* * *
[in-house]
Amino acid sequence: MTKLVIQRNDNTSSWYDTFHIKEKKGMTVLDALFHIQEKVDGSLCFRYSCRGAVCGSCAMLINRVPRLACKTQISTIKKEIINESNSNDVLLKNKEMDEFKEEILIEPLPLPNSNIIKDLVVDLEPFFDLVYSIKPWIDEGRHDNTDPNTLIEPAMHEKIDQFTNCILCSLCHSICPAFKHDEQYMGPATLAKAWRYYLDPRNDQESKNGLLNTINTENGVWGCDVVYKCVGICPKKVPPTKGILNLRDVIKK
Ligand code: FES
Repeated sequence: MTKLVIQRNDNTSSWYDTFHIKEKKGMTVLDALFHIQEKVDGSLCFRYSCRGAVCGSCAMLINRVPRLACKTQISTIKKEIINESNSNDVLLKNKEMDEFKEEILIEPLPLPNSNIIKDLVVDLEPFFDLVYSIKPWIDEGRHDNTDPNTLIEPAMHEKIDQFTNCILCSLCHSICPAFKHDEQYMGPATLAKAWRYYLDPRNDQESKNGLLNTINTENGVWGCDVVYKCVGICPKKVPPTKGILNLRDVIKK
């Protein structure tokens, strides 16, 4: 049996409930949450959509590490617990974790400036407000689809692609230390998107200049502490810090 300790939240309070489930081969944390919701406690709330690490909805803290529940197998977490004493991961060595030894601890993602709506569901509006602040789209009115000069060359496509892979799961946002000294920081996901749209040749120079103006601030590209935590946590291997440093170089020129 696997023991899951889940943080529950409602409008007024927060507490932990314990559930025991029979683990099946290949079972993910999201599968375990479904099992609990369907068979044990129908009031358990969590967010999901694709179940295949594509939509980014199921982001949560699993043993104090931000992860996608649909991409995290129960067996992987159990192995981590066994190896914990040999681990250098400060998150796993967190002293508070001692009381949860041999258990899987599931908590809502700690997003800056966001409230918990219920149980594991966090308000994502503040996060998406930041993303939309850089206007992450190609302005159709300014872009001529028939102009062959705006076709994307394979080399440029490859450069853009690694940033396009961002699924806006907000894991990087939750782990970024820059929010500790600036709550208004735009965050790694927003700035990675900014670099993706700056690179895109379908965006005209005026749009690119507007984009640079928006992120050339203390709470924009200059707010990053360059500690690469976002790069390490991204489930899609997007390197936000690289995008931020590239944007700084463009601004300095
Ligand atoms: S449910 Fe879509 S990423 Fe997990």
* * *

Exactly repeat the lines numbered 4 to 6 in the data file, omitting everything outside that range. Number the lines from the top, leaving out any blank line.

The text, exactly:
Repeated sequence: MTKLVIQRNDNTSSWYDTFHIKEKKGMTVLDALFHIQEKVDGSLCFRYSCRGAVCGSCAMLINRVPRLACKTQISTIKKEIINESNSNDVLLKNKEMDEFKEEILIEPLPLPNSNIIKDLVVDLEPFFDLVYSIKPWIDEGRHDNTDPNTLIEPAMHEKIDQFTNCILCSLCHSICPAFKHDEQYMGPATLAKAWRYYLDPRNDQESKNGLLNTINTENGVWGCDVVYKCVGICPKKVPPTKGILNLRDVIKK
């Protein structure tokens, strides 16, 4: 049996409930949450959509590490617990974790400036407000689809692609230390998107200049502490810090 300790939240309070489930081969944390919701406690709330690490909805803290529940197998977490004493991961060595030894601890993602709506569901509006602040789209009115000069060359496509892979799961946002000294920081996901749209040749120079103006601030590209935590946590291997440093170089020129 696997023991899951889940943080529950409602409008007024927060507490932990314990559930025991029979683990099946290949079972993910999201599968375990479904099992609990369907068979044990129908009031358990969590967010999901694709179940295949594509939509980014199921982001949560699993043993104090931000992860996608649909991409995290129960067996992987159990192995981590066994190896914990040999681990250098400060998150796993967190002293508070001692009381949860041999258990899987599931908590809502700690997003800056966001409230918990219920149980594991966090308000994502503040996060998406930041993303939309850089206007992450190609302005159709300014872009001529028939102009062959705006076709994307394979080399440029490859450069853009690694940033396009961002699924806006907000894991990087939750782990970024820059929010500790600036709550208004735009965050790694927003700035990675900014670099993706700056690179895109379908965006005209005026749009690119507007984009640079928006992120050339203390709470924009200059707010990053360059500690690469976002790069390490991204489930899609997007390197936000690289995008931020590239944007700084463009601004300095
Ligand atoms: S449910 Fe879509 S990423 Fe997990």